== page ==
Murder Party

Didn’t we learn anything from Lamberto Bava’s Demons? Never accept a weird party invite (in that one, it should’ve been even easier to heed that advice too. The guy wandering around in a silver mask in a Berlin train station was one odd dude). In Murder Party, the protagonist, Christopher, is a lonely sad-sack. (How do we know this? The pet cat/single guy speaks volumes, even as he doesn’t)…So any socialization will do, even an invite that instructs him to “come alone.”

Christopher’s wandering around a New York borough when he spots said Halloween party invite on the ground, directions to a “Murder Party.”

And perhaps inspired by his hairy feline, Sir Lancelet, or the boys in Monty Python, he heads to his humble apartment and slaps together a Crusader costume from cardboard and duct tape and ventures out into the night a passable knight.

Chris makes his way to a not-yet-gentrified part of Brooklyn, wanders down an alley, and enters a sprawling warehouse space. It’s there that a group of art students take him hostage, all part of some diabolical plan to maybe turn the taciturn parking enforcement officer into some kind of hipster inspiration for a Death of Marat. The art school crew comes bedecked in Hammer Horror vampire, Warriors-related attire to name a few.

The collective, true “fauves” conspire to make Chris’ death, the life of their art, and debate how they’re going to go about doing it and which medium they’ll choose.

Murder Party shows a real flare for exterior horrors, even as the bulk of the film takes place in one space. There are some choice digs at the cloistered world of modern art, and few punches are pulled with racy banter.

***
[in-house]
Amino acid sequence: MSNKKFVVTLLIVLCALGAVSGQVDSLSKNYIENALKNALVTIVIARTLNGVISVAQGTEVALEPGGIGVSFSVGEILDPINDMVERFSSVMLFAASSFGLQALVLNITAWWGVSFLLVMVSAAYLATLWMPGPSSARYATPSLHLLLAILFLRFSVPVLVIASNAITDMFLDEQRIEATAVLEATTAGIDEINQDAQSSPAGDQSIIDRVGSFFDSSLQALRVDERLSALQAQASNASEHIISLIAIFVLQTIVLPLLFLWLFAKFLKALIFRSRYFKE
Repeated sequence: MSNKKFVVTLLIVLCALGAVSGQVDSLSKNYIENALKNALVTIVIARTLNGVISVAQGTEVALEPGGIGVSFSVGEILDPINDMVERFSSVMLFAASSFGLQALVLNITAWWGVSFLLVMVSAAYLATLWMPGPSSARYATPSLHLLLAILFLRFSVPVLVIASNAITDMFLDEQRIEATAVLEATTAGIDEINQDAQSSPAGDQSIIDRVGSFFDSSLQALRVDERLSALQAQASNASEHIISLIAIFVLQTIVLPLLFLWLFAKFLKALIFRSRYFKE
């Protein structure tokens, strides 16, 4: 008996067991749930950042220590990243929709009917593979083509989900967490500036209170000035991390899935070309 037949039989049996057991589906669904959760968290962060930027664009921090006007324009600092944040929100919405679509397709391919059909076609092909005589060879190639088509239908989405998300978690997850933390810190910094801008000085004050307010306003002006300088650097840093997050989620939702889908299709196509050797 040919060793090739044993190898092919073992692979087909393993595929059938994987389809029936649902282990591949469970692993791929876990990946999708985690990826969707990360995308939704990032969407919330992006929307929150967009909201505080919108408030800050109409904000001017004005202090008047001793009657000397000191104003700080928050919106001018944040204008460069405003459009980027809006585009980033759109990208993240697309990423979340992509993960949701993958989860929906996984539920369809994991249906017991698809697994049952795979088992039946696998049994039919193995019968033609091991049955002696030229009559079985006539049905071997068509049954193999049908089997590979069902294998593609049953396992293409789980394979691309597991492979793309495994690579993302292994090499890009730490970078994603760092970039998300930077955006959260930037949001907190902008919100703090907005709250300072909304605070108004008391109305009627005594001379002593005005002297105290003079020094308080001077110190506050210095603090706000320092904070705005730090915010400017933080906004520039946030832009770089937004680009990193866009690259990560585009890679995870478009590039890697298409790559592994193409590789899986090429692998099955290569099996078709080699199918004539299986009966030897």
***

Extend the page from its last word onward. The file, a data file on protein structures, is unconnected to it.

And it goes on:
The third act kind of dries up after an inspired start. Still, there’s a lot of fun and for an indie horror, it’s executed oh so well.

Man’s Best Friend

The animal attack film is the most enduring horror sub-genre, as straight-ahead slashers fall and and out of fancy. Man’s Best Friend is an overlooked 90s entry, in a time when even natural horrors looked like they were losing steam.

Put out by New Line Cinema, “the house that Freddy built,” this one is a nightmare of another sort: a Fido lab creation run amok after escaping a research facility.

Ally Sheedy is ingénue-journalist Lori Tanner who gets an inside scoop from an employee of top-secret lab, EMAX. The tipster turns up dead, so Lori along with her producer gain access to the facility and unearth nefarious animal experiments. Lori bonds with the title character, a hulking Tibetan mastiff with anthropomorphic quasi-human eyebrows, named Max, whom she lets out of his cage and lets live with her.

We get a taste of the creature’s capacity for blood-lust when it tracks down a mugger, leaping over shopper carts with Westminster Dog Show abandon. Lassie, this ain’t, and soon the beast is ravaging even humans who don’t deserve, like the poor local postie, as well as Lori’s live-in beau.

Researcher Dr. Jarrett (the perma-scowling Lance Henriksen) lets cops know that a notable lab animal is missing. Jarrett is the founder of EMAX and the creator of this particular pooch, which has bear, tiger and even chameleon DNA spliced into its genetic makeup. It’s Max’s genetic mods which provide the film’s darkest moments of pure hilarity (a large tree is no match for Max, who morphs into verticality mode to torment and then make a meal of, another local pet and yes, Max can camouflage himself).

As audacious and ridiculous as any of its beastly brethren, Man’s Best Friend holds up exceedingly well against some hoary (or is that hairy?) 70s animal attack flicks, like Grizzly or Day of the Animals.

***1/2 (out of 5)

[Listen to our discussion of Man’s Best Friend on the Really Awful Movies Podcast!]